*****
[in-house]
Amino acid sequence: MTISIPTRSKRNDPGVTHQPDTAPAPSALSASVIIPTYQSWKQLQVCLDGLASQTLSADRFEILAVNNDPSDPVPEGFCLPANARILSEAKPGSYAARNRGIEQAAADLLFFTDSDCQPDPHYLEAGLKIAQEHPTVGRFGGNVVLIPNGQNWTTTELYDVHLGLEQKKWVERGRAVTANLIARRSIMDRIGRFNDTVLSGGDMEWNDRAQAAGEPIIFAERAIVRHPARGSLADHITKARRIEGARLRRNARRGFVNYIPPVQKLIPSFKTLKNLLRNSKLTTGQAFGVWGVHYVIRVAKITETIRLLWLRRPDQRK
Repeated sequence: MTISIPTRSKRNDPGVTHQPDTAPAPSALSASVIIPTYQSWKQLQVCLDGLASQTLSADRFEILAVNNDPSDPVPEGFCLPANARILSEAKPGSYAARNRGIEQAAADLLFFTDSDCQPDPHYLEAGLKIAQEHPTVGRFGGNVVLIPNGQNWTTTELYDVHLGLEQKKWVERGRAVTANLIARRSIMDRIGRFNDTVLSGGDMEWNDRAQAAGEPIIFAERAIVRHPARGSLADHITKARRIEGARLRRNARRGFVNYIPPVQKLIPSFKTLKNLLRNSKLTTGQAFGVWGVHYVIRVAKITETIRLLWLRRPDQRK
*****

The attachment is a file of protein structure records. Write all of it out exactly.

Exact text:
[in-house]
Amino acid sequence: MTISIPTRSKRNDPGVTHQPDTAPAPSALSASVIIPTYQSWKQLQVCLDGLASQTLSADRFEILAVNNDPSDPVPEGFCLPANARILSEAKPGSYAARNRGIEQAAADLLFFTDSDCQPDPHYLEAGLKIAQEHPTVGRFGGNVVLIPNGQNWTTTELYDVHLGLEQKKWVERGRAVTANLIARRSIMDRIGRFNDTVLSGGDMEWNDRAQAAGEPIIFAERAIVRHPARGSLADHITKARRIEGARLRRNARRGFVNYIPPVQKLIPSFKTLKNLLRNSKLTTGQAFGVWGVHYVIRVAKITETIRLLWLRRPDQRK
Repeated sequence: MTISIPTRSKRNDPGVTHQPDTAPAPSALSASVIIPTYQSWKQLQVCLDGLASQTLSADRFEILAVNNDPSDPVPEGFCLPANARILSEAKPGSYAARNRGIEQAAADLLFFTDSDCQPDPHYLEAGLKIAQEHPTVGRFGGNVVLIPNGQNWTTTELYDVHLGLEQKKWVERGRAVTANLIARRSIMDRIGRFNDTVLSGGDMEWNDRAQAAGEPIIFAERAIVRHPARGSLADHITKARRIEGARLRRNARRGFVNYIPPVQKLIPSFKTLKNLLRNSKLTTGQAFGVWGVHYVIRVAKITETIRLLWLRRPDQRK